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WHERE ARE THE SHAPER USERS ?

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mgnbuk10/02/2019 10:43:35
482 forum posts
10 photos

When the wiring was removed, a crimp fell off too

Not really suprising since none of the remaining connectors are properly crimped. Looks like they were bodged on with a pair of those awful pressed steel abominations sold as "crimping tools" - such "tools" get an otherwise reliable termination system a bad name.

Nigel B (Boxford 8" shaper owner)

Andy Carruthers10/02/2019 11:00:07
avatar
176 forum posts
18 photos

Exactly my thoughts, hence I have replaced all wiring. I do use the same crimps but ensure the right diameter crimp (in this case Red) are used and I also solder the wire to the terminal after crimping

Unless three is a better way which I am not aware of?

Joseph Noci 110/02/2019 11:41:58
438 forum posts
799 photos

If the terminal is properly crimped, you should never solder it - The crimp is gas tight on its own, and soldering results in the solder creeping up the wire away from the crimp. This stiffens the wire at the crimp connection. When fitting the lug to the intended spot, dressing the cables then often results in difficulty in bending the wire, or excessive force results in fractures in the individual copper wires in the cable. Certainly a total no-no in the Mil-Spec environment, but then our shops are a lot more lax I guess..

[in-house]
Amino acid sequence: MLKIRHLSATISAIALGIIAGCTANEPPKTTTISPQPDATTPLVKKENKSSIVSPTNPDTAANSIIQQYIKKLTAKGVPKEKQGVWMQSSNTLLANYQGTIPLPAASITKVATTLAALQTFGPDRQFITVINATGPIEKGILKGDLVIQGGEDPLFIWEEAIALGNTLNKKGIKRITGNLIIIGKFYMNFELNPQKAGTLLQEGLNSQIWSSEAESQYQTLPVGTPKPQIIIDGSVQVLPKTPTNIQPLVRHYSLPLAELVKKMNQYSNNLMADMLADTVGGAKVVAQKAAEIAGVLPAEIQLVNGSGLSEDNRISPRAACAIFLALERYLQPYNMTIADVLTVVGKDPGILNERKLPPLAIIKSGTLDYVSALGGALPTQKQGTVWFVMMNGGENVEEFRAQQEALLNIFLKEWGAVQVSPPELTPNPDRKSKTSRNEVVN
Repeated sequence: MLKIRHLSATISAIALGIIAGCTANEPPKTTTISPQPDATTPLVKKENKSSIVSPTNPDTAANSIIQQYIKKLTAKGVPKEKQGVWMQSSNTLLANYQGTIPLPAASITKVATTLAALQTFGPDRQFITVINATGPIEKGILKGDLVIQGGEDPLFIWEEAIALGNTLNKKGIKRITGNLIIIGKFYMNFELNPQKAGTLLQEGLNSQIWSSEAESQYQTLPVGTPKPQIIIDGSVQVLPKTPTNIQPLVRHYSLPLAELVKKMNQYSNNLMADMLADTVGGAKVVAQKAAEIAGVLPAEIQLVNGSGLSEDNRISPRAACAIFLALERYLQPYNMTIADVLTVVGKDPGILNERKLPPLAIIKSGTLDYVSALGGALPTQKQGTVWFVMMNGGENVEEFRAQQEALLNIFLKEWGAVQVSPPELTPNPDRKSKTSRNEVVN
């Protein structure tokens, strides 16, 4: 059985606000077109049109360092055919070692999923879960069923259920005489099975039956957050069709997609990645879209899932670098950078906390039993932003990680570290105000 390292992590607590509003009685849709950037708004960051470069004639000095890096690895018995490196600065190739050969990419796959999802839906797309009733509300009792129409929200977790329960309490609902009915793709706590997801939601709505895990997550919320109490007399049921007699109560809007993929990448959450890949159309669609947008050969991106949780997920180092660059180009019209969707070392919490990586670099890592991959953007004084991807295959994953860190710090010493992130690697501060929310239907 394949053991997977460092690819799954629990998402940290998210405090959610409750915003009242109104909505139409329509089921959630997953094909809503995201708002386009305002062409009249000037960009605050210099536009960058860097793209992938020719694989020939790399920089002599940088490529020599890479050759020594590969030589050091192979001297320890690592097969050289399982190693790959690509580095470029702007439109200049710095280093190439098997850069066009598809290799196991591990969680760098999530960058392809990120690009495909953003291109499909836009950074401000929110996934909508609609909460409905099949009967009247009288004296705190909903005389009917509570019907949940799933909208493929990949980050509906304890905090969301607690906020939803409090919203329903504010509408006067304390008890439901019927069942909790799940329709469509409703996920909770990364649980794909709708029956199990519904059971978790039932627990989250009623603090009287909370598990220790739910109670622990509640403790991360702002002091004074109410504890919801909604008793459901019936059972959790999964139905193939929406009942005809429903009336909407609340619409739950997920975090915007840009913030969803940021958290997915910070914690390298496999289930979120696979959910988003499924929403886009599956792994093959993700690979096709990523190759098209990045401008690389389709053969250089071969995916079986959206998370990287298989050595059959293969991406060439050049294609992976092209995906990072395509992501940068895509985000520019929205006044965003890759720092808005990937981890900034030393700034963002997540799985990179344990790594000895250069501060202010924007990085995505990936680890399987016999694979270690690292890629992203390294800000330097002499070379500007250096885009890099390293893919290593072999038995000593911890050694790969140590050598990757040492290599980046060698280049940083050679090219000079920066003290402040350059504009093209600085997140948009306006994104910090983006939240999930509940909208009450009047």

Anyway, here are some photos of good and better crimps..The second is typical of the Mil environment. The plastic shroud on the lug is itself crimped over the wire insulation, affording some strain-relief to the crimped copper section. The first crimper, typical of a 'good' quality commercial crimper does not crimp the rear shroud section, but the joint is sound, and if the wire fitting is sound, the crimp is as good as the second one.

Commercial crimper on the left ( not a pressed steel type, or at least the jaws are not)

crimp1.jpg

The 'Mil' crimper...It has built-in mechanisms to ensure the wire penetrates the lug the correct amount, and that the lug is positioned properly in the crimper, ensuring the crimp jaws impact the lug at the correct spot.

crimp2.jpg

The other side of the crimper - with a sample crimp, showing the two dots on the plastic shroud - these two dots are for inspection and show that the lug was in the correct position, and the pressure correct. If a lug of to small a size were used for the selected crimper, the two dots would not form. Also nicely seen , the wire end of the shround on the lug shows the over-crimp.

crimp3.jpg

Not a lot to do with Shapers, but..

Joe

not done it yet10/02/2019 11:46:23
2573 forum posts
11 photos

Soldering crimped connectors is regarded as bad practice, especially if vibrations are present - causes fracture failures.

Andy Carruthers10/02/2019 13:25:42
avatar
176 forum posts
18 photos

Thanks Joseph and NDIY - I must get "proper" crimps for future use, I appreciate your comments